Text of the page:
By Donna Hume
On Wednesday, the Twittersphere was aghast at two words uttered by Her Majesty during the Queen's Speech: climate change. You do not often hear it spoken of by our senior politicians these days; never mind our head of state.
The reference was to the upcoming G8 Summit, where the Queen hopes we will "continue to make progress in tackling climate change." Though lacking in urgency, this is a sign of an important shift. Until now David Cameron, who is hosting the summit, had refused to include climate change on the agenda, despite intense lobbying by the French and German governments.
But it is the energy bill in the Queen's Speech that will determine whether Britain makes anything like the progress needed on tackling carbon emissions back home.
Despite confusion from some pundits on Twitter, this is not a new energy bill, but the same one announced this time last year. Since then its progress has been rather tortuous. The bill's purpose is to "reform the energy market to deliver secure, clean, affordable electricity." But the reality has not measured up: this bill might just be a record holder for the number and breadth of organisations to have criticised it.
After detailed research, the Committee on Climate Change – the government’s independent panel of climate advisors made up of economists, academics, businesses representatives and scientists – found that the cheapest way to meet the UK’s climate change targets is to have almost entirely carbon free electricity by 2030.
The committee also found that going for a low-carbon power sector would be good for bills. Households would pay £600 less annually on their energy bills than having an electricity system largely dependent on increasingly expensive gas as advocated by the chancellor.
The committee’s clear advice to government was that the energy bill should include a target to decarbonise power, alongside a clear process to achieve it. But one year on, the bill is still missing both.
Instead of credible, evidence-based policies, we have coalition tit for tat, and an energy bill that is somewhere between a delay and a fudge.
We are still waiting for answers to basic questions like what will be the balance between subsides (yes, they are subsides) for nuclear and renewables? How big will these subsidies be? Will the bill support projects to reduce energy use? And how will the capacity market actually work? Right now it is starting to look like a £2 billion cheque to the gas industry.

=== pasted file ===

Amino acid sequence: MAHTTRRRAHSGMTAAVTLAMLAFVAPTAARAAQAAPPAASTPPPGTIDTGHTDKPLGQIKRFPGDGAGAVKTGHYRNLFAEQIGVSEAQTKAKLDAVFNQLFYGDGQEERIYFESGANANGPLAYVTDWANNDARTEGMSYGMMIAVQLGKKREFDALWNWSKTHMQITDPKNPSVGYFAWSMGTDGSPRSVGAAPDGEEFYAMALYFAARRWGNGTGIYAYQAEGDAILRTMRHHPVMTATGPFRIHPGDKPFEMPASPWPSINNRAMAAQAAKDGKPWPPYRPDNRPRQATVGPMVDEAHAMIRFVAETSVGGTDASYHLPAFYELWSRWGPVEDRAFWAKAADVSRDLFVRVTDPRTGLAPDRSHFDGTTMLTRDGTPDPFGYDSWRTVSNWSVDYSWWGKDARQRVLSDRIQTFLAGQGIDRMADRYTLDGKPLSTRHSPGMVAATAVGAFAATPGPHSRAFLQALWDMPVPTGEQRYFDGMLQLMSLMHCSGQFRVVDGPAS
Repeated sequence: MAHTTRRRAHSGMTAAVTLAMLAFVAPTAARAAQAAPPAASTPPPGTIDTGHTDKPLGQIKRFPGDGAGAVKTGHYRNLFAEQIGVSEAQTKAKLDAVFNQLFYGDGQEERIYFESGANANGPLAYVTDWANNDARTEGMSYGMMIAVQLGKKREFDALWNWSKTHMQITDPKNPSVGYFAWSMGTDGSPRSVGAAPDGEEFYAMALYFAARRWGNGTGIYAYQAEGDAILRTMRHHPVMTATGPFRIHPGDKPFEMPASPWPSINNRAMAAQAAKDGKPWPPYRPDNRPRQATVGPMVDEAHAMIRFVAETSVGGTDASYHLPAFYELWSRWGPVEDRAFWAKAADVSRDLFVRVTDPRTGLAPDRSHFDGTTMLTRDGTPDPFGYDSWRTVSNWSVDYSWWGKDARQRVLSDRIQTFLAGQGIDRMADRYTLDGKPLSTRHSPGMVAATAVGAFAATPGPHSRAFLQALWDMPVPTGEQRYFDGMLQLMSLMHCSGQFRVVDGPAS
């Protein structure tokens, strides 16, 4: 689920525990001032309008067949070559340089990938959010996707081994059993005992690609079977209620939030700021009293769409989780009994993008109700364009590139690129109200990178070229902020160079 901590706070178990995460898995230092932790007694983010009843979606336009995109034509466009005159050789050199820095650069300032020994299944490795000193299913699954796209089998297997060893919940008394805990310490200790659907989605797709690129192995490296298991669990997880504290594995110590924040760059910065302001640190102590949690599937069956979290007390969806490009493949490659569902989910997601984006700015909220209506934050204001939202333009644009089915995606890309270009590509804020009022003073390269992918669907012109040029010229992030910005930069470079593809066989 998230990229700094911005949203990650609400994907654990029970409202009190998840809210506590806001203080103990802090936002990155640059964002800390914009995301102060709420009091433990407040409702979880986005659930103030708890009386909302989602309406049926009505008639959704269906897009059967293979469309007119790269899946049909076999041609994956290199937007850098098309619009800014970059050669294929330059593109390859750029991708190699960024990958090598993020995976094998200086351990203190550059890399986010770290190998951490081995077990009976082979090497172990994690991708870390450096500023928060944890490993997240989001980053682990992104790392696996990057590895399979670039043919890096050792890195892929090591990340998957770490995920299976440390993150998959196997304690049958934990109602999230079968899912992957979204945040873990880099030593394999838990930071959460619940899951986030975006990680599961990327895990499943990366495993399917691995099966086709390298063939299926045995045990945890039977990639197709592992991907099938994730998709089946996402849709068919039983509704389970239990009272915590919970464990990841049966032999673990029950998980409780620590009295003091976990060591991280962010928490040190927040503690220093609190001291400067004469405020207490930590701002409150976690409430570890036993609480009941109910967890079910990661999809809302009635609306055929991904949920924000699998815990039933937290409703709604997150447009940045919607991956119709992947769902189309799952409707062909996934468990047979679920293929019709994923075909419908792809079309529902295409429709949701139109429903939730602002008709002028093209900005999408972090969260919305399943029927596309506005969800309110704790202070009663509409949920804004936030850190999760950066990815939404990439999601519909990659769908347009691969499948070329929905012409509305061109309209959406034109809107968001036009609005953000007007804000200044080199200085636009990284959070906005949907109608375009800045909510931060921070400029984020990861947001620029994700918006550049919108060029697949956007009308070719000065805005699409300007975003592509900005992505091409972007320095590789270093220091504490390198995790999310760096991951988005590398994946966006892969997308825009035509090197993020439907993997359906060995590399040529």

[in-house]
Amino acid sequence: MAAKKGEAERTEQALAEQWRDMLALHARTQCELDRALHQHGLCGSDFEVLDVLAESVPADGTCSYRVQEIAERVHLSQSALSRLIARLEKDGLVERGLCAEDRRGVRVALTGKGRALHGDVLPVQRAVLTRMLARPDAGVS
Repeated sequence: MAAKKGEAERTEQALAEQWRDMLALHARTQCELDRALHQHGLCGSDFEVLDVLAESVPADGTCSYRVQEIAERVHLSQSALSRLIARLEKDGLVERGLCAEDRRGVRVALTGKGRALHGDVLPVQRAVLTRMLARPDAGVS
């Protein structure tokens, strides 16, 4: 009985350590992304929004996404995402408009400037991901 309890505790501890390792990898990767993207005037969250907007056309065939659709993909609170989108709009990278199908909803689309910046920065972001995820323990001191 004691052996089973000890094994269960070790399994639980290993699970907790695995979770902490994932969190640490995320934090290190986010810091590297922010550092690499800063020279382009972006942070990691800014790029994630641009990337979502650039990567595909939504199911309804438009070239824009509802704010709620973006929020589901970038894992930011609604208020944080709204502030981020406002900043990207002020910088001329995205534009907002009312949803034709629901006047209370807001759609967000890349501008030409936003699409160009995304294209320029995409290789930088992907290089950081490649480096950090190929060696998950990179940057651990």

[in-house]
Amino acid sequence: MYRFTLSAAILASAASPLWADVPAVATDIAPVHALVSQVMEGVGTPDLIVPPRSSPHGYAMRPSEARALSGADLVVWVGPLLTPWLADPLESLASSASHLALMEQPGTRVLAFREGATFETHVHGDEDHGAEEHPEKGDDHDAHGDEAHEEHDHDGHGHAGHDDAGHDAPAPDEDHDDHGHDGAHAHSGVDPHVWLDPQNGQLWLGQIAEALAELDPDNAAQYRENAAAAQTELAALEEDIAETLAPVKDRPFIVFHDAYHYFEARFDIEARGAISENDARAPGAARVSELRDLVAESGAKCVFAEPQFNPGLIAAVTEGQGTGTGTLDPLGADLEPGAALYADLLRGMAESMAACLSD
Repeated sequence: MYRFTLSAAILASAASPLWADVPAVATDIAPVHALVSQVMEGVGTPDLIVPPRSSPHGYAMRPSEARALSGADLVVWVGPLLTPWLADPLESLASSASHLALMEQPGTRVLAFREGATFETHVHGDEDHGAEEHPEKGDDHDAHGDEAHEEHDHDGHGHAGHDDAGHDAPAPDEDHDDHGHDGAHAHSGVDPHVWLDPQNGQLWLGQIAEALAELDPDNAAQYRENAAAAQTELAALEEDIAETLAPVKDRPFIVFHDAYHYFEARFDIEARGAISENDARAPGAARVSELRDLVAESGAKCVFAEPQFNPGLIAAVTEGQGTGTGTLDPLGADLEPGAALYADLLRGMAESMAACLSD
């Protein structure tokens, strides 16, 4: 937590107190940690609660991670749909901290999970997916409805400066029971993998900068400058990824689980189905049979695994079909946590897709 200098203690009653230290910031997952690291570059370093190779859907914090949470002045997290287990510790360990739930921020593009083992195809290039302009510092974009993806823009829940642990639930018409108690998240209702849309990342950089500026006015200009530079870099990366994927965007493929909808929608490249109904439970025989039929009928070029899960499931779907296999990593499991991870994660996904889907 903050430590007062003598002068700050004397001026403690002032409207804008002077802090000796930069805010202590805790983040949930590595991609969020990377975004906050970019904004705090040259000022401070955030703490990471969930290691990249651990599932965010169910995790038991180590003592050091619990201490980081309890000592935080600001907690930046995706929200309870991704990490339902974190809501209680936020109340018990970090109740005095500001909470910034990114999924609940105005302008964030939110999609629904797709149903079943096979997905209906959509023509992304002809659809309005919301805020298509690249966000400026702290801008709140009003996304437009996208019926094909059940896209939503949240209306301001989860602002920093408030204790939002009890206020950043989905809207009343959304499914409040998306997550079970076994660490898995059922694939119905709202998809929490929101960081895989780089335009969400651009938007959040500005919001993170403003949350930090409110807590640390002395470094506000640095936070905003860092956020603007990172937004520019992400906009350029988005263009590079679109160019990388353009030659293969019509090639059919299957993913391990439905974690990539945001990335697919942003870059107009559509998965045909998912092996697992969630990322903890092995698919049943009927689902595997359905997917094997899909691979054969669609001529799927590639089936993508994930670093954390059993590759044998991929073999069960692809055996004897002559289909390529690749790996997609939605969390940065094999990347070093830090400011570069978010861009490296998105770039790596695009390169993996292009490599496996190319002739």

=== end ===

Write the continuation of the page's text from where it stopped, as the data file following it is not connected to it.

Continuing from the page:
In exchange for promised support for renewable power for the next seven years, Ed Davey is set to implement Osborne's plans that could see Britain stuck with unabated gas for the next thirty. Our continued over-reliance on increasingly expensive gas imports would threaten to blow our emissions out of the water – at great cost to consumers and to the economy as we miss out on a clean energy revolution and thousands of UK jobs.
Hardly anyone believes the energy bill is fit for purpose.
The influential energy and climate change select committee found in their scrutiny of the draft bill that the Treasury’s anti-green interference had "made energy policy unworkable."
Ersnt and Young has pointed out that much of the detail on the bill's polices is still missing.
And then there's the raft of businesses, trade associations, manufactures and energy companies who, alongside green organisations, have been clamouring for a target to be set to have almost carbon free power by 2030. Siemens, Alstom, and DONG Energy have said that this target is essential to give the certainty they need to invest in new UK jobs and factories in renewable energy. Ed Miliband noted the seriousness of the target's absence by tabling a motion rejecting the bill as not fit for purpose without it.
It's no wonder that support continues to gather for the set of amendments tabled by Conservative chair of the energy and climate change select committee and MP for South Suffolk, Tim Yeo, and his colleague Barry Gardiner, Labour MP for Brent North, to introduce a decarbonisation target and a plan to achieve it.
The Labour party, Plaid Cymru, the SNP, Respect, Alliance and the Green party have already pledged their support alongside 18 coalition backbenchers in a growing rebellion. Lib Dem president Tim Farron has come out in support of the amendments, which happen to be in line with Liberal Democrat party policy passed last Autumn.
This will all come to a head in the next few weeks when MPs vote on key amendments and on the bill as a whole. We want to see MPs backing the decarbonisation amendment and a series of measures to support our transition to a low-carbon future.
MPs have an opportunity here to stand firm against Treasury lobbying, resist Osborne's costly and polluting dash for gas, and fight for the clean energy we need. It's not just vital for tackling climate change; it will boost the economy and create jobs, as well as helping to tackle rising fuel bills.
With our huge renewable energy resource from the wind, sun and sea, the UK could become a powerhouse of clean energy. But failing to set the target now risks the UK being left behind other countries as they too move towards a low-carbon future.
Without these changes, Her Majesty’s bill will not be fit for purpose.
Donna Hume is an energy campaigner for Friends of the Earth. For more information on Friends of the Earth’s Clean British Energy campaign for a decarbonisation target to tackle climate change and create jobs, visit www.cleanbritishenergy.co.uk.
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By Donna Hume